After a month of spring 2022 fashion shows in New York City, London, Milan and Paris, many that were IRL for the first time since the pandemic, things can start to feel like a blur. However, there were some moments that stood out and made us excited for the spring. Right this way …
Hands down, my favorite experience this season, in many seasons. I loved that guests, including moi, did not know until they entered the theater that they were actually part of the red-carpet parade, which was being livestreamed on a giant screen inside. Indeed, it was tough to tell who was a guest and who was a celebrity. But I guess that was Demna Gvasalia’s plan. The production was done so effortlessly, with a rare comic lightness, and then we watched Marge and Homer Simpson, and the rest of Springfield, strut the Balenciaga runway in a film that demonstrated again how starstruck fashion makes people. —Cathy Horyn
Photo: Peter White/Getty Images
There were plenty of sexy-looking clothes on the runway this season: low-rise micro-miniskirts at Miu Miu, sleek bodysuits at Saint Laurent, Madonna-style cone bras at Schiaparelli … But if you looked closely, there was a lot of footwear to fetishize as well. Dries Van Noten and J.W. Anderson both showed slippery, squishy heels. Balenciaga’s knee-high leather boots made me want to run to a store and try them on, just so I could experience the ASMR of zipping them up. The shoes that got everyone’s attention, though, were the surrealist pumps at Loewe. At first glance, I could hardly believe my eyes. Could you actually walk on birthday candles and cracked eggs? Wouldn’t you slip on a bar of soap?? The whole collection was a bit of a gag, or “oddly satisfying,” to steal a phrase from Instagram’s Explore page. Whether or not you found it to be a gimmick or a stroke of genius, it’s hard not to want to collect these shoes purely as objects to admire. —Emilia Petrarca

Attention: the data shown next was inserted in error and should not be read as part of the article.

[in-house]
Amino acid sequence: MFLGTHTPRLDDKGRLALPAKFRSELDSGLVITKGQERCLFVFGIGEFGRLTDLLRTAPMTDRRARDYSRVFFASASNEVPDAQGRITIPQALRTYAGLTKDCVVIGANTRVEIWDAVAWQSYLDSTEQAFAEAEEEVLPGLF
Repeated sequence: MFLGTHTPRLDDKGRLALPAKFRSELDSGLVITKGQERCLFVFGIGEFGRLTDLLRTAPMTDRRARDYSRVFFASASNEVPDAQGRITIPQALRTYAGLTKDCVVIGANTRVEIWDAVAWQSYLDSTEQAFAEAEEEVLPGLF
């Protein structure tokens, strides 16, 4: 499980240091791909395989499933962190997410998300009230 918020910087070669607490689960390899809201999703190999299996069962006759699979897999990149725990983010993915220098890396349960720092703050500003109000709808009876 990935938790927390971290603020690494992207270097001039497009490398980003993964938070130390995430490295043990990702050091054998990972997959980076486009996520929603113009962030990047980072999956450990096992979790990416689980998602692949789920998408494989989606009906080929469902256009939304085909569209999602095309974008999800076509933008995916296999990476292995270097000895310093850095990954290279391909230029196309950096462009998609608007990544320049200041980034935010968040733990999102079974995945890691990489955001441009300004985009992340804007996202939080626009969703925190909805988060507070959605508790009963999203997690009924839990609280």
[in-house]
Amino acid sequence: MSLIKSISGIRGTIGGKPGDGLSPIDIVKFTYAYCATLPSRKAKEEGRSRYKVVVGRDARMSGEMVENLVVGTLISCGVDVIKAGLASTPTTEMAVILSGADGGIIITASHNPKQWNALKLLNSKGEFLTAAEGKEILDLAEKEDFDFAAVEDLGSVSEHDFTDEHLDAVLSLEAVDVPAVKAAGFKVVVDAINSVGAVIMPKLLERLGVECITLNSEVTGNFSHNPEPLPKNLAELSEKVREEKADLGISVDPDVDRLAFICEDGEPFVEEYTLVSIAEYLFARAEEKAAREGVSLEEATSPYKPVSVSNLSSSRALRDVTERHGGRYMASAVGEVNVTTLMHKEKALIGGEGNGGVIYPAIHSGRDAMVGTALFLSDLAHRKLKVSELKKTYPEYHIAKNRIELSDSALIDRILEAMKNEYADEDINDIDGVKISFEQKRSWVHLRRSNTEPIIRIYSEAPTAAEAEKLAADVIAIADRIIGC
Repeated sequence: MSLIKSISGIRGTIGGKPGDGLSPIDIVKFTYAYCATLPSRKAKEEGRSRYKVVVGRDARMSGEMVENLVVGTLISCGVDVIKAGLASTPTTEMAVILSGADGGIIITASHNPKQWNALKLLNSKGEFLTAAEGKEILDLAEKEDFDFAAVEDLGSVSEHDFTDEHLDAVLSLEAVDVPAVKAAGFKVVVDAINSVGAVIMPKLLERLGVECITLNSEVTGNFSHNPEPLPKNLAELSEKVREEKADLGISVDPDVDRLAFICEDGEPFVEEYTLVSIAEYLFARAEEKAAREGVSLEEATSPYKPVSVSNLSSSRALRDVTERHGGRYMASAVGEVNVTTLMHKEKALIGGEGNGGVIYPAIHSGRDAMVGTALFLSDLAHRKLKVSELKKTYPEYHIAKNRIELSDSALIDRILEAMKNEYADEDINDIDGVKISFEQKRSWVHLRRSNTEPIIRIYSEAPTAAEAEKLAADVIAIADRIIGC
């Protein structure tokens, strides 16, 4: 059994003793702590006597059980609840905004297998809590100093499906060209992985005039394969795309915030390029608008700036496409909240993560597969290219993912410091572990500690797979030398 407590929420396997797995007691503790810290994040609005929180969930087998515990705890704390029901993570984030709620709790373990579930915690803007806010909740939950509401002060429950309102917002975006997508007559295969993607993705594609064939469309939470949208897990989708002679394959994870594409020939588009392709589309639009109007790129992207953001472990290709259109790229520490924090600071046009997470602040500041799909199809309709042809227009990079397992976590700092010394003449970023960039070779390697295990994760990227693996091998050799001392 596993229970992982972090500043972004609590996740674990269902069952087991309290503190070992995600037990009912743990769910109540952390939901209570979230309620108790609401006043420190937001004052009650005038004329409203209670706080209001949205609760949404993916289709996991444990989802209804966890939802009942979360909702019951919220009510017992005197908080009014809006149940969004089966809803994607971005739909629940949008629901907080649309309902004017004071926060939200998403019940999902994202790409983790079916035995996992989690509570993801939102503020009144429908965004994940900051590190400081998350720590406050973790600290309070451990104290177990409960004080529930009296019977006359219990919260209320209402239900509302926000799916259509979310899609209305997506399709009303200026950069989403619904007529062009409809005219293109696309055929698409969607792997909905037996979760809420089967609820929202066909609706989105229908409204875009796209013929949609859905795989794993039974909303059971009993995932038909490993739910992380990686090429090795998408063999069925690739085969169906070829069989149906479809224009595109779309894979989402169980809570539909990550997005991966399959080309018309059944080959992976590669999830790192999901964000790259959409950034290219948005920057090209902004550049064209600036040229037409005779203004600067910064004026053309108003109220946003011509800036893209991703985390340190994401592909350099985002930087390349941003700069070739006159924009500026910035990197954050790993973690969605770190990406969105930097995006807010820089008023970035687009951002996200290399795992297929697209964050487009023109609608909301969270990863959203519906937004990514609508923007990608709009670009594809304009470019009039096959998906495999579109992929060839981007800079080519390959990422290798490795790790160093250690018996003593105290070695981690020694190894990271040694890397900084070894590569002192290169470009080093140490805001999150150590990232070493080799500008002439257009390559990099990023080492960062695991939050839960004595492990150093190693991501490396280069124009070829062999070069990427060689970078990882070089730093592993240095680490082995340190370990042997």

A Victor Glemaud look.
Photo: Shannon Finney/Getty Images for NYFW: The Shows
Fashion has a nasty habit of anointing a flavor of the month, who often ends up becoming a flash in the pan when the collective attention shifts to the next hot young thing. So it was particularly cheerful to see Victor Glemaud, a veteran designer with many lives in fashion, stage his first full runway show during New York Fashion Week. And cheerful really is the word. When many designers go moody or self-serious to telegraph sophistication, Glemaud insists on joy. His knitwear is fun, sexy, bright, and buoyant. The disco soundtrack didn’t hurt, either. —Matthew Schneier
A Raf Simons look.
Photo: Peter White/Getty Images
It was a big season for Raf, with raves in Milan for his and Miuccia Prada’s collection for Prada and then a subtle but powerful show in Paris for his own Antwerp-based label. He was one of the few designers who attempted to reinterpret the tailored suit (in his case, with a skirt). He did other things in this mostly unisex collection, but the suits were the news, with a somewhat relaxed fit for the jackets and pleated skirts that grazed the knees. Straight-on runway images don’t do the look justice, though. You have to see it in profile to catch that the silhouette is fresh and cool. —Cathy Horyn
Vivienne Rohner at Chanel.